Well, the biggest thing I tell people, and this is going to be a really advanced tip, is use the timer on your phone. And you set the timer for 30 minutes, and then you do whatever you want on Instagram, Facebook, Twitter, I don't care. When the timer goes off you stop social media. I mean, you literally get off of social media when that timer goes off. Now obviously, we have to be a little disciplined here and realize when the timer goes off you don't hit snooze, or you don't hit done and then keep playing on social media because you got to build that muscle. If you are so addicted to social media you need to do some other stuff like first of all, disable all notifications for social media, but more than that, take all your social media apps and maybe put them in a folder far, far away from your home screen. If that doesn't work delete the app. There are people who are so addicted they actually need to delete the app. If that's not enough then you need to close your accounts, and people look at me like, "Are you serious?" I'm serious because if your life revolves around Facebook or Instagram or Twitter or Snapchat or whatever, you need to really, as the kids used to say, check yourself before you wreck yourself. I don't know if they say that anymore. I'm kind of like-- I'm an old man. But you need to delete your accounts, and then you gradually add them back in. If you got a serious problem there's nothing, nothing that important that you need to be on social media all the time for. I mean, I grew up, Jen, in an era where if my mom had to get ahold of me at school she would call the school office. The school office would send someone to my classroom. They pull me out of the classroom. I go to the office, and I talk to my mom on the phone. Now, parents are like, "Well, I have to be able to get a hold of my kid," and like seriously? How did I make it out of grammar school and high school and these kids can't today? You don't need to be on your phone. I promise you, the leader of your country is not going to, in all likelihood, text you on Facebook with a question about foreign policy. So we need to realize this is just an imaginary thing. Okay. Social media is imaginary. Nobody on Facebook is going to meet you at the airport when you're the last plane in and going to come and get you. Your friends that are flesh and blood are going to, and so I think we need to grow up, and I think we need to say, "Okay. I'm going to allow myself one hour on social media a day, and that's it." Or I just finished reading James Clear book, awesome book, Atomic Habits, say, "I can't go on social media until I do X X could be three sales calls, X could be write a blog post, X could be writing 500 words for your book. Whatever the case may be. And then the social media is your reward, not the first thing you do.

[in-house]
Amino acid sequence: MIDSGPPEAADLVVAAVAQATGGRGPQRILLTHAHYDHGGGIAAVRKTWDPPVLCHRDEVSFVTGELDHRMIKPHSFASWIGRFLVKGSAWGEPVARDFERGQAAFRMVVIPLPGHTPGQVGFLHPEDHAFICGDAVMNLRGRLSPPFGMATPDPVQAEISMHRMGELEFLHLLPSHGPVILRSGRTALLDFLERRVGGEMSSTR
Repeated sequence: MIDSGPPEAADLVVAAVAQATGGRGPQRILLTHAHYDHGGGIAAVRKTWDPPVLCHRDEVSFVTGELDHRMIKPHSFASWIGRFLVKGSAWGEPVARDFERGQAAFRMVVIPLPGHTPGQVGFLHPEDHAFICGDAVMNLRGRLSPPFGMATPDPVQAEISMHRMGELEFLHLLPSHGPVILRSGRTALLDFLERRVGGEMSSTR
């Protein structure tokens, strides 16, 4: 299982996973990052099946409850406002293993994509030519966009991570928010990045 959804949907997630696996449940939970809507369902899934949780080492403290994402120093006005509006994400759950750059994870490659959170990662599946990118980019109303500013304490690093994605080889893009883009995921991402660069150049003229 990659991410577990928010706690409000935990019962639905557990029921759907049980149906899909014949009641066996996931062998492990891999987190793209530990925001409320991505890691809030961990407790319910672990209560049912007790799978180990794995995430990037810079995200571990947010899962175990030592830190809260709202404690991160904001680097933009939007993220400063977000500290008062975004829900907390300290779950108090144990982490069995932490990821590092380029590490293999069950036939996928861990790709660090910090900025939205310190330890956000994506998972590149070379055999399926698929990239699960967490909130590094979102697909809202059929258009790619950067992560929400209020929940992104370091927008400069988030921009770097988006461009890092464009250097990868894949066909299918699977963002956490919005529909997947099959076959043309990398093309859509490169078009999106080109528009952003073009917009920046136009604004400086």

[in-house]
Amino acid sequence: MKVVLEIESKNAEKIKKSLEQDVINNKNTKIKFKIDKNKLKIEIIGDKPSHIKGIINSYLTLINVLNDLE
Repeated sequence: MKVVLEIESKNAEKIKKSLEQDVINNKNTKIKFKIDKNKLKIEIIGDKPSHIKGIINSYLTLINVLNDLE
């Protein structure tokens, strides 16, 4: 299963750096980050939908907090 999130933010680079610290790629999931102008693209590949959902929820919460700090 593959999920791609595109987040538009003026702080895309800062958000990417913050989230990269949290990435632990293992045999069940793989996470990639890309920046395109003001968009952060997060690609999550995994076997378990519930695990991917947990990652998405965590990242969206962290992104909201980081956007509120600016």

I think it's great. I think it would help so many business owners if they would realize that social media isn't the money maker that they think it is.